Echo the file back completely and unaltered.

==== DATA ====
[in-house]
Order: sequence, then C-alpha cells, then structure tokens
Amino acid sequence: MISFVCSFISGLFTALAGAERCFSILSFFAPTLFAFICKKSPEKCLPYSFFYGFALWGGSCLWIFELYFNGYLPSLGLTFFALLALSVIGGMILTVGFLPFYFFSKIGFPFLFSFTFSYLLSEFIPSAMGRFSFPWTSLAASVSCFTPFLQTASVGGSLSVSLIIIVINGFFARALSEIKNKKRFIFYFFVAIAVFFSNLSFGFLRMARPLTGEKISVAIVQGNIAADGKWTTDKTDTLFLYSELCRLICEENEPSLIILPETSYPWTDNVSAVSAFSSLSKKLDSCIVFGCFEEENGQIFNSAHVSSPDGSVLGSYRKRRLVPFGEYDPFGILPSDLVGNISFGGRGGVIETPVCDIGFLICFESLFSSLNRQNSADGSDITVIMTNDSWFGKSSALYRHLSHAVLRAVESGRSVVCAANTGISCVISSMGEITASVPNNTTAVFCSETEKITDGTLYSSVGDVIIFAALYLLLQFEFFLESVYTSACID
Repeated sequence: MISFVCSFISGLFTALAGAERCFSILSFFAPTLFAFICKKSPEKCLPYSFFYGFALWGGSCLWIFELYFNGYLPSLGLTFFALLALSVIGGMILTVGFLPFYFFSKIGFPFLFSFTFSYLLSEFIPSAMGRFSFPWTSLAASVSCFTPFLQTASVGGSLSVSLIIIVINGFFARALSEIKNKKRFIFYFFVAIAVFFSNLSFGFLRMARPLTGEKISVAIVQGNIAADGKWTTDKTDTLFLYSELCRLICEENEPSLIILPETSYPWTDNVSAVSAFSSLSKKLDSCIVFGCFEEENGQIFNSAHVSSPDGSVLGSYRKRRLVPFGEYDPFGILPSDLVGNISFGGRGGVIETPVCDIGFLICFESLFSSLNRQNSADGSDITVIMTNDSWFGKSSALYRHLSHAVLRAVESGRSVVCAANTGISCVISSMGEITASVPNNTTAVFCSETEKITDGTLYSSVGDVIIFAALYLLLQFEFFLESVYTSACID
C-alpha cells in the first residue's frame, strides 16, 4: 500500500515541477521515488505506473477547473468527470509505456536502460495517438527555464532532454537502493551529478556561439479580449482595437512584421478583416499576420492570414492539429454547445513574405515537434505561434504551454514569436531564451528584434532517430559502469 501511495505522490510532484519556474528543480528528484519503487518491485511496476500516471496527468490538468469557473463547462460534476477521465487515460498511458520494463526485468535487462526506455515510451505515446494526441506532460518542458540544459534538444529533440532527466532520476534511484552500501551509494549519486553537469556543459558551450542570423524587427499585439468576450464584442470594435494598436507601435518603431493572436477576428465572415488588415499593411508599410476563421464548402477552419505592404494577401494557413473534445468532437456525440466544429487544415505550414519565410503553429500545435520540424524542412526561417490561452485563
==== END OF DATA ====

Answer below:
[in-house]
Order: sequence, then C-alpha cells, then structure tokens
Amino acid sequence: MISFVCSFISGLFTALAGAERCFSILSFFAPTLFAFICKKSPEKCLPYSFFYGFALWGGSCLWIFELYFNGYLPSLGLTFFALLALSVIGGMILTVGFLPFYFFSKIGFPFLFSFTFSYLLSEFIPSAMGRFSFPWTSLAASVSCFTPFLQTASVGGSLSVSLIIIVINGFFARALSEIKNKKRFIFYFFVAIAVFFSNLSFGFLRMARPLTGEKISVAIVQGNIAADGKWTTDKTDTLFLYSELCRLICEENEPSLIILPETSYPWTDNVSAVSAFSSLSKKLDSCIVFGCFEEENGQIFNSAHVSSPDGSVLGSYRKRRLVPFGEYDPFGILPSDLVGNISFGGRGGVIETPVCDIGFLICFESLFSSLNRQNSADGSDITVIMTNDSWFGKSSALYRHLSHAVLRAVESGRSVVCAANTGISCVISSMGEITASVPNNTTAVFCSETEKITDGTLYSSVGDVIIFAALYLLLQFEFFLESVYTSACID
Repeated sequence: MISFVCSFISGLFTALAGAERCFSILSFFAPTLFAFICKKSPEKCLPYSFFYGFALWGGSCLWIFELYFNGYLPSLGLTFFALLALSVIGGMILTVGFLPFYFFSKIGFPFLFSFTFSYLLSEFIPSAMGRFSFPWTSLAASVSCFTPFLQTASVGGSLSVSLIIIVINGFFARALSEIKNKKRFIFYFFVAIAVFFSNLSFGFLRMARPLTGEKISVAIVQGNIAADGKWTTDKTDTLFLYSELCRLICEENEPSLIILPETSYPWTDNVSAVSAFSSLSKKLDSCIVFGCFEEENGQIFNSAHVSSPDGSVLGSYRKRRLVPFGEYDPFGILPSDLVGNISFGGRGGVIETPVCDIGFLICFESLFSSLNRQNSADGSDITVIMTNDSWFGKSSALYRHLSHAVLRAVESGRSVVCAANTGISCVISSMGEITASVPNNTTAVFCSETEKITDGTLYSSVGDVIIFAALYLLLQFEFFLESVYTSACID
C-alpha cells in the first residue's frame, strides 16, 4: 500500500515541477521515488505506473477547473468527470509505456536502460495517438527555464532532454537502493551529478556561439479580449482595437512584421478583416499576420492570414492539429454547445513574405515537434505561434504551454514569436531564451528584434532517430559502469 501511495505522490510532484519556474528543480528528484519503487518491485511496476500516471496527468490538468469557473463547462460534476477521465487515460498511458520494463526485468535487462526506455515510451505515446494526441506532460518542458540544459534538444529533440532527466532520476534511484552500501551509494549519486553537469556543459558551450542570423524587427499585439468576450464584442470594435494598436507601435518603431493572436477576428465572415488588415499593411508599410476563421464548402477552419505592404494577401494557413473534445468532437456525440466544429487544415505550414519565410503553429500545435520540424524542412526561417490561452485563